Every day, the some 100 trillion cells in the body work hard. They ingest and digest nutrients, remove waste, and reproduce. Healthy cells provide the energy that ensures that we wake up in the morning, get to work, enjoy different types of recreation, and make it to bed at night.
To perform all the tasks that they must, cells create their own energy. The production of energy at the cellular level is commonly known as bioenergetics. Considering how active the human body is - remember that an average person uses 60% of his or her daily energy on base metabolism - we can see how important bioenergetics is.
Bioenergetics is dependent on food because cells manufacture their own energy by burning the substances found in foods. To do this, the foods we eat are broken down into smaller and smaller components, which include a number of carbon atoms. Eventually, the bonds between the carbon atoms are broken down into the electrons that make them up. These electrons contain energy that is converted into a substance called adenosine triphosphate (ATP). One of the bonds holding ATP together has great energy potential. When it is broken, it releases the equivalent of 7,000 calories. This is the energy our cells use to keep us alive.
A steady production of ATP is necessary because only about 3 ounces (84 g) of ATP are stored in the body at one time; the amount that will sustain a strenuous activity, such as running as hard as you can, for about five to eight seconds. You can see then, that it is important that our bodies have the most efficient means possible to produce this valuable substance. Coenzyme Q10 (CoQ10) is a key in the formation of ATP; if we are lacking in coenzyme Q10, we cannot produce ATP efficiently.
CoQ10 acts as a shuttle, carrying important, energy-laden electrons and protons around the cell to eventually be turned into ATP. Without this shuttle, ATP would not be created, and cells would not be able to create the energy needed for our energy needs. According to a 1990 article in the American Journal of Cardiology, "Coenzyme Q10 is necessary for the mitochondria [components of cells] to perform their functions and is essential for human life."
What are the implications of bioenergetics and CoQ10 for health? As stated, all of our cells must produce energy for us to stay alive, and CoQ10 is an essential part of this energy production. It is thus logical that a deficiency in CoQ10 in any of the body's cells would affect body functions.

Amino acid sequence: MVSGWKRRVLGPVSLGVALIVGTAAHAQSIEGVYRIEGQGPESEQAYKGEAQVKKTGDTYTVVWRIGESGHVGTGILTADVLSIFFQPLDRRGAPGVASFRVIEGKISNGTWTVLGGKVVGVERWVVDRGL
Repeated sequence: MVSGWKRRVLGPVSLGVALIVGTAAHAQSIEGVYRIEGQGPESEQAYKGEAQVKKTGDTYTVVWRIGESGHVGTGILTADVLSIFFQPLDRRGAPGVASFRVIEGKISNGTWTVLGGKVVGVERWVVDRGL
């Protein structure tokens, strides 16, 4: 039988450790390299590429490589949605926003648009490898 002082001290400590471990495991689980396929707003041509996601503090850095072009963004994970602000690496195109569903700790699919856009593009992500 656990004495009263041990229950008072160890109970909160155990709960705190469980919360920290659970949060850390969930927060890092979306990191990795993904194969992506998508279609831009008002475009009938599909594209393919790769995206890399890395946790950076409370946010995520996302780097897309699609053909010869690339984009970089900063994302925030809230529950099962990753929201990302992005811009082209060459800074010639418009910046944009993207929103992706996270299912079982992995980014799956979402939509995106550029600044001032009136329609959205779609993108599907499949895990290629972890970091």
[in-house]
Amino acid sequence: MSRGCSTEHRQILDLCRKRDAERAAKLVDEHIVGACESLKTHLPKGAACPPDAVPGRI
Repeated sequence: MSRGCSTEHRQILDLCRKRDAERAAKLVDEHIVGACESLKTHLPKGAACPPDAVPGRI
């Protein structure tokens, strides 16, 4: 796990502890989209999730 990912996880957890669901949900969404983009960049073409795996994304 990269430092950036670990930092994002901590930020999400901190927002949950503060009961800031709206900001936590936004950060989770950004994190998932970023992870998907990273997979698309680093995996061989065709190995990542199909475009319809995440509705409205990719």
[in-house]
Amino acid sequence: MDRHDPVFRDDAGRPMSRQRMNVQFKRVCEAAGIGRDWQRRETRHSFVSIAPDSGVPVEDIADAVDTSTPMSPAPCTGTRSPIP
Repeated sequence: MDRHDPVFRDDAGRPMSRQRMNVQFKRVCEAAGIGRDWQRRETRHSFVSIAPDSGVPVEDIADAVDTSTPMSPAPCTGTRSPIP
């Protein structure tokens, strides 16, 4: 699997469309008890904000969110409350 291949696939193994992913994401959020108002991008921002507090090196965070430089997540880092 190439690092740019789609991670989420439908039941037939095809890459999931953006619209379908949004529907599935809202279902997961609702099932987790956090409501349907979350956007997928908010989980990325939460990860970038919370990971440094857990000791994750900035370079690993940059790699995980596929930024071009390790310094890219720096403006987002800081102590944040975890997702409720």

CoQ10 has been studied in relation to a wide range of body functions, with most of the studies concentrating on the cardiovascular system. Studies have shown that CoQ10 supplements can decrease the amount of medicine used by heart disease patients, improve health as measured by the New York Heart Association (NYHA) functional scale, improve overall quality of life for heart patients, and may help maintain healthy blood pressure levels.
CoQ10 has been shown to help maintain periodontal health and has been studied for contributing to increased energy. CoQ10 is also recognised as an antioxidant and immune booster.
Coenzyme Q10 source
The best sources of coenzyme Q10 are animal organs, some types of fish, and vegetable oils such as soybean, rapeseed, and sesame. It is found in lesser quantities in rice bran and wheat germ and in soy and other beans. It is also found in vegetables, in particular spinach and broccoli.
However, getting adequate amounts of CoQ10 from diet can be problematic: your body absorbs CoQ10 at only about a 1% to 2% rate. Compounding this is that as we age, our bodies cannot produce coenzyme Q10 as efficiently. Our lives and environment also affect coenzyme Q10 levels, in that stressful lives and polluted environments can deplete coenzyme Q10 from body tissue. These factors - limited food sources and absorption, age, stress, and pollution - could lead to a deficiency of coenzyme Q10. By some estimates, as many as 75% of people over age 50 in the United States could be deficient in coenzyme Q10.
The answer is supplementation. William Judy, Ph.D., one of the leading researchers on CoQ10, believes supplementation to be a "requirement."